Ashman’s Tip: “When squatting, it is best to go as low as you can. The increased range of motion will recruit the most muscle fibers which in turn means more growth.”
Setup: Load a barbell in a rack and step underneath it so it rests across your upper back and shoulders. Lift it off the rack and step your right foot forward and your left foot back in a wide stance.
Move: Bend both knees and drop straight down toward the floor, keeping your hips and shoulders square and your chest lifted. When your rear knee touches or nearly touches the floor and your front thigh is parallel, extend both legs to return to the start.
Ashman’s Tip: “If it’s available to you, try these in the Smith machine so you don’t have to worry about balance. Also think of yourself as a piston, driving straight up and down with no rest or pausing between reps.”
Setup: Place your feet close together and low on the platform with your full soles in contact with the metal.
Move: Bend your knees and slowly lower down. As you descend, allow your heels, then your arches to peel up off the platform. At the bottom you should be up on your toes and feel a good stretch across the front of your thighs. Reverse the move by rolling back down onto your heels, then extend your legs to return to standing position.
Ashman’s Tip: “If you have weak knees, this move is probably not for you; stick to goblet squats or light leg extensions instead to contract your quads effectively.”
Setup: Place two plates on the floor and stand with one foot on each, holding a dumbbell in each hand in front of your thighs. Bend your knees slightly to protect your joints and draw your shoulders back.
Move: Keeping your back straight, hinge from the hips and fold forward slowly, keeping your legs straight as you descend. When you’ve gone as low as you can, pause a moment to get a good stretch, then rise back to the start.
Ashman’s Tip: “As you move through your reps, you’re going to stretch out slowly. Standing on plates gives you more room as you become more flexible.”
The Next Phase
Once you’ve done this program for four to six weeks, you’ll need a new stimulus to keep progressing. Ashman recommends using advanced training techniques when you’ve stopped making gains to shock you back into growth mode. Here are a few of his suggestions:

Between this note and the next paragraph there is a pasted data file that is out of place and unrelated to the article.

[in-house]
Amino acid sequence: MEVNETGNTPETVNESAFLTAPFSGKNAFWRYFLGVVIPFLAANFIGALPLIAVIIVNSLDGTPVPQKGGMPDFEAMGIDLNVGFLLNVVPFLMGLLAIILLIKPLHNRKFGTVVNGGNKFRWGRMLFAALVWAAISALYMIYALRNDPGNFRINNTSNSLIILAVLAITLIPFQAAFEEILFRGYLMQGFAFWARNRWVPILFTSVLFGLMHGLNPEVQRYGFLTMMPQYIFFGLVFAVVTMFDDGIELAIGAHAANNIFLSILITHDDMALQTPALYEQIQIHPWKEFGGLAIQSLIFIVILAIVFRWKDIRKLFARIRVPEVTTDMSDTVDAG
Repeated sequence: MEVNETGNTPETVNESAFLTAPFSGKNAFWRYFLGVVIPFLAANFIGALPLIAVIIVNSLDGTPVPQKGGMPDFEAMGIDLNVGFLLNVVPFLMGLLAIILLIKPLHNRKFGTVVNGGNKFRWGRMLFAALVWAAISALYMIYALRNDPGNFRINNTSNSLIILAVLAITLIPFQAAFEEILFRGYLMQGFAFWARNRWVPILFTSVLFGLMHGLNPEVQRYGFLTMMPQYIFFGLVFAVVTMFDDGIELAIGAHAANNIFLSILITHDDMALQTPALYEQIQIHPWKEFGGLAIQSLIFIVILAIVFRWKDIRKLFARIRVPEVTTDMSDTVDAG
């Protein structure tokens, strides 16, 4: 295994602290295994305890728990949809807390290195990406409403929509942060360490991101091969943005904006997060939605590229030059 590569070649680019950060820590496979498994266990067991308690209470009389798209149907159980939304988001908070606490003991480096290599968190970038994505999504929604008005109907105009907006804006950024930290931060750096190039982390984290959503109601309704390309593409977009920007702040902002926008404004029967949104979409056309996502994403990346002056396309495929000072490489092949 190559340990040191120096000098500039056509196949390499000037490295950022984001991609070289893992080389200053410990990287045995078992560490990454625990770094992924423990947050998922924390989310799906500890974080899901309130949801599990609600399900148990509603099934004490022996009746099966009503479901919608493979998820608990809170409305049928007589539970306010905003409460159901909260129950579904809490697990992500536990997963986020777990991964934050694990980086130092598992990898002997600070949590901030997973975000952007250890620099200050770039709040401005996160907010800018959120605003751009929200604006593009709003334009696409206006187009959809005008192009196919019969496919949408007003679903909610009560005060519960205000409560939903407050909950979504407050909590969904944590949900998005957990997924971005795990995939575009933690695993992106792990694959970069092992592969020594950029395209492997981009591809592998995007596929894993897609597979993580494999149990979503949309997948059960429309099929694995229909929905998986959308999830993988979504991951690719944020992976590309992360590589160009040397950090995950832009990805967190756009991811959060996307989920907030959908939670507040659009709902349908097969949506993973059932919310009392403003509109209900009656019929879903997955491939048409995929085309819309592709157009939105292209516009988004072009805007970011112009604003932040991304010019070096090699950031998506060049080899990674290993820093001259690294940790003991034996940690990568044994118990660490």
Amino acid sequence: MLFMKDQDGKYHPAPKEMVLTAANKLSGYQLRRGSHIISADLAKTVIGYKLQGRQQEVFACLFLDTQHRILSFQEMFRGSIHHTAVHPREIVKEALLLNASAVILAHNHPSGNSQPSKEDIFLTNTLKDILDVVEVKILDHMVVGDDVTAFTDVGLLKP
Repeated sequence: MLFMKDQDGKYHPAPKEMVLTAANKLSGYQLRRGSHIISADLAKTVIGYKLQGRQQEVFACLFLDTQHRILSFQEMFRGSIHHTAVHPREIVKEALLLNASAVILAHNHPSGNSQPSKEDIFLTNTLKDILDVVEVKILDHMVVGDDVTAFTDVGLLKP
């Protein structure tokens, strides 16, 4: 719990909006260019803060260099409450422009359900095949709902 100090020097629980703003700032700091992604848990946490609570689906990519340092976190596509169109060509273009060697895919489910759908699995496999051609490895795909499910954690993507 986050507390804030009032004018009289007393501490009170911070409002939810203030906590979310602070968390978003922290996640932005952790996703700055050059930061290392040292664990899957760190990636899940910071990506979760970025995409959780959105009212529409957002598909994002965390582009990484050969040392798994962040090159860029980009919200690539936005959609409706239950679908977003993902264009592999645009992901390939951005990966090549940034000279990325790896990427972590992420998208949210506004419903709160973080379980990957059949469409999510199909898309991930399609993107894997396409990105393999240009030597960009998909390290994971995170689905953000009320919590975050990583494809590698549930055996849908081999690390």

Negatives: With this technique, you spend a painfully long time in the eccentric phase of a contraction, lowering the weight as slowly as you can, then doing a quick concentric contraction and repeating. Negatives cause a lot of muscle teardown as well as nervous system overload, which forces your body to change and adapt. Do negatives once a week, max, and hit bodyparts you really want to shock.
Rest-Pause: Here you’re breaking up each set into smaller mini-sets to perform more reps with a maximally heavy weight than you normally would in a straight set. This increases the time your muscle spends under tension using a very heavy weight, getting you a crazy pump and encouraging growth. Do as many reps as you can with your chosen weight, then set the weights down and rest 15 to 20 seconds. Then pick those same weights up and perform as many reps as you can once more. Repeat that process two to three more times to complete one set.
Drop Sets: With this technique you’re extending a straight set longer than normal by adding reps using a lighter weight once you’ve achieved failure. Pick a weight with which you can get about eight to 10 reps, then perform your set. Put those weights down, then immediately pick up a lighter set of weights and rep out to failure. Drop down once more and do reps until you can no longer move the load. That is one complete set.